Today, though, we tend to use the word heritage in a more liberal sense. While it still relates to something that is a person’s by reason of birth, it’s the things that can’t be touched that we tend to focus upon most – things like national heritage, cultural heritage, and family heritage. When we look at heritage, we want to confirm a sense of belonging.
find | understand | enjoy
Getting to know the historical elements of our heritage takes time and dedication. But, it doesn’t have to be hard. With help from no1historychick you can easily get to know
- the sources of information about your heritage
- what those sources mean
- how to share that understanding with others
What does no1historychick do?
Analysis and interpretation – determination of the authenticity and significance of historical information.
Digital forensic research – acquisition of historical evidence, from multiple platforms, that aids in the reconstruction of past events and allows for varied forms of analysis.
Family history research – exhaustive discovery of vital statistics and event records to build family trees and tell the stories of the people involved.
Local history research – rigorous compilation of local resource materials in thematic hierarchies that contribute to the understanding of place.
Analysis and interpretation – learn how to classify, label and describe heritage objects and data the way professionals do.
Digital forensic research – learn how to structure searches on the Internet and other digital resources to find more information.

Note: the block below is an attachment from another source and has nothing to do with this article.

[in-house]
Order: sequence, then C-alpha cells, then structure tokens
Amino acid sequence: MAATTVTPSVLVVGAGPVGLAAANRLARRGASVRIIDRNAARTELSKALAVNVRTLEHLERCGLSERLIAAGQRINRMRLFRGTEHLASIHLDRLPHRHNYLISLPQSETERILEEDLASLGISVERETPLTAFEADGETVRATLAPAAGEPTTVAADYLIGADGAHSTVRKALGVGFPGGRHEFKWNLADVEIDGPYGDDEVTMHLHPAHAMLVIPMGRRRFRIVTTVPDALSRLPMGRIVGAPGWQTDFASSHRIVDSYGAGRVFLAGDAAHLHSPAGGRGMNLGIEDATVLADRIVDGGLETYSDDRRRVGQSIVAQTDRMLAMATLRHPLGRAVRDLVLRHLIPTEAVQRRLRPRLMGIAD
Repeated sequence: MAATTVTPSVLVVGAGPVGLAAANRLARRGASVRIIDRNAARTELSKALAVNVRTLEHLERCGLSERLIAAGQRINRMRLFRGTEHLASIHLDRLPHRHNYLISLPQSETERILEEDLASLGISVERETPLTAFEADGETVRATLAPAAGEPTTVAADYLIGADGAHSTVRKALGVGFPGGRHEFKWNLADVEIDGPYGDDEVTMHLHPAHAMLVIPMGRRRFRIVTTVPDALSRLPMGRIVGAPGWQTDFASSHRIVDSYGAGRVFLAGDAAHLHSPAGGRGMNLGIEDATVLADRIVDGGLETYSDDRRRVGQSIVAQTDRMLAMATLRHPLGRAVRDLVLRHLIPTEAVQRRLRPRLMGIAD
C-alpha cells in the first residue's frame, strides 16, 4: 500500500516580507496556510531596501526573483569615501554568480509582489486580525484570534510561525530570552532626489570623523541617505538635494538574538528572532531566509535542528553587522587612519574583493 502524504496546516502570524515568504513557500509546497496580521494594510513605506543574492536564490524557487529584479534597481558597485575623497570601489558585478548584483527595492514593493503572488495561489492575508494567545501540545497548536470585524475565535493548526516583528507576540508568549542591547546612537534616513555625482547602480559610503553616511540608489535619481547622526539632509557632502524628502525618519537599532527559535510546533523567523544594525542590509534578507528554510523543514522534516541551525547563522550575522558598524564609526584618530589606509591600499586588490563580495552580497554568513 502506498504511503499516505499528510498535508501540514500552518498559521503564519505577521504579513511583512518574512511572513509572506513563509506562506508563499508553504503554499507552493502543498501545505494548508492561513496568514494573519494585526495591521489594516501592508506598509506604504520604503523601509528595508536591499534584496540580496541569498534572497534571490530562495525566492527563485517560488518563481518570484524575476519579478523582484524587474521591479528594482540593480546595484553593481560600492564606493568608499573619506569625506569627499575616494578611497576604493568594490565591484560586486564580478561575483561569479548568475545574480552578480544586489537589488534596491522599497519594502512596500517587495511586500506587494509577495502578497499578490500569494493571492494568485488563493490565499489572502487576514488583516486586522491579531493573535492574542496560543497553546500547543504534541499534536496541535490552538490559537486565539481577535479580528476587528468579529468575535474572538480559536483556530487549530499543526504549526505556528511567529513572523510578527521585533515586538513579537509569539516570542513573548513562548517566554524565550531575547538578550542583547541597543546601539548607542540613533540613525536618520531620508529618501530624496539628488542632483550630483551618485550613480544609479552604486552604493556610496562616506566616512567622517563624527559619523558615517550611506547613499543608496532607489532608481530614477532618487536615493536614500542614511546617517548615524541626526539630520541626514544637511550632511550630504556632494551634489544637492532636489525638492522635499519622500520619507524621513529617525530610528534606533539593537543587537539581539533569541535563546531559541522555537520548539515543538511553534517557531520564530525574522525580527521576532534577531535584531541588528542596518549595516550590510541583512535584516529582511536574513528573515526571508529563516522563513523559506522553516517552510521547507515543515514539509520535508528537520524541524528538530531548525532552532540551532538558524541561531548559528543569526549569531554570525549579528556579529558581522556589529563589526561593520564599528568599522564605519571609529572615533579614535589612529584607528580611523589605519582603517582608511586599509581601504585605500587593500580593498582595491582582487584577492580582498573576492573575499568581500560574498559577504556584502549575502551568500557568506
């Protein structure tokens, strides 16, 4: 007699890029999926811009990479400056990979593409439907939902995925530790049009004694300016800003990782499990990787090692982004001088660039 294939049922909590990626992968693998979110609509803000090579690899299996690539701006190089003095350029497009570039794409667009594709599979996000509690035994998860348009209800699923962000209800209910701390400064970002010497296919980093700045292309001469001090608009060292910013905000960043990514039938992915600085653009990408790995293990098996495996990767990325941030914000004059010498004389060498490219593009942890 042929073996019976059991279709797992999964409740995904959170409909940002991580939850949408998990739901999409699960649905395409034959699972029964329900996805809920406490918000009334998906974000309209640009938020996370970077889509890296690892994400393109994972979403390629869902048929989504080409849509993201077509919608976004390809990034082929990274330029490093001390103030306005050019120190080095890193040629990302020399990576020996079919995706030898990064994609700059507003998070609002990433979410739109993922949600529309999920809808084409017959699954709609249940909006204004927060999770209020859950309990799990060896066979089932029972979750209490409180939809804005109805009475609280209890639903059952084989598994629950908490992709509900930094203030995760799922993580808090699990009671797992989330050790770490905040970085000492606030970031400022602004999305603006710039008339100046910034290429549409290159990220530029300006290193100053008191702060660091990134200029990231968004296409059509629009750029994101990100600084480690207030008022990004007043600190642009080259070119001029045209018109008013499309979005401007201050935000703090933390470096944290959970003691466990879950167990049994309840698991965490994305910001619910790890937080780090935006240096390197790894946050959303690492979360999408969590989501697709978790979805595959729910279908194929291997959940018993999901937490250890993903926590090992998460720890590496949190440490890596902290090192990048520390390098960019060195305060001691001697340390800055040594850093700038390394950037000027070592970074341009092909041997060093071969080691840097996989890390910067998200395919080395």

Family history research – learn how to find more and record family history in a way that makes your searches meet the requirements of the Genealogical Proof Standard.
Local history research – learn how to find local resources and how to tell stories that others want to read.
Mentoring – one-on-one, tailored sessions for students (secondary or tertiary) and developing professionals.
Histories – drawn from in-depth research and analysis, this broad range of texts focuses on nineteenth-century Ballarat and district.
Text books – theory, how-to, edited collections.
Papers – case studies, white papers, reviews and reflections.
Resource materials – about people, businesses and events; includes genealogies, transcriptions of materials encountered during research, and links to other (copyright) material.
Websites – application of latest standards of SEO and user experience design to help your heritage project be found and enjoyed by the world.
Ebooks – rigorous editing, formatting and coding to produce beautiful results for Amazon Kindle and other sharepoints.
Wikis – working closely with you, to put the power in your hands to harness your organisation’s collective knowledge in a manner that grows and changes with you.
Information systems – helping you plan for the ever-changing digital world, ensuring your digital resources don’t become obsolete and are always performing at their best.
Available for talks, walks, customised tours and conference presentations.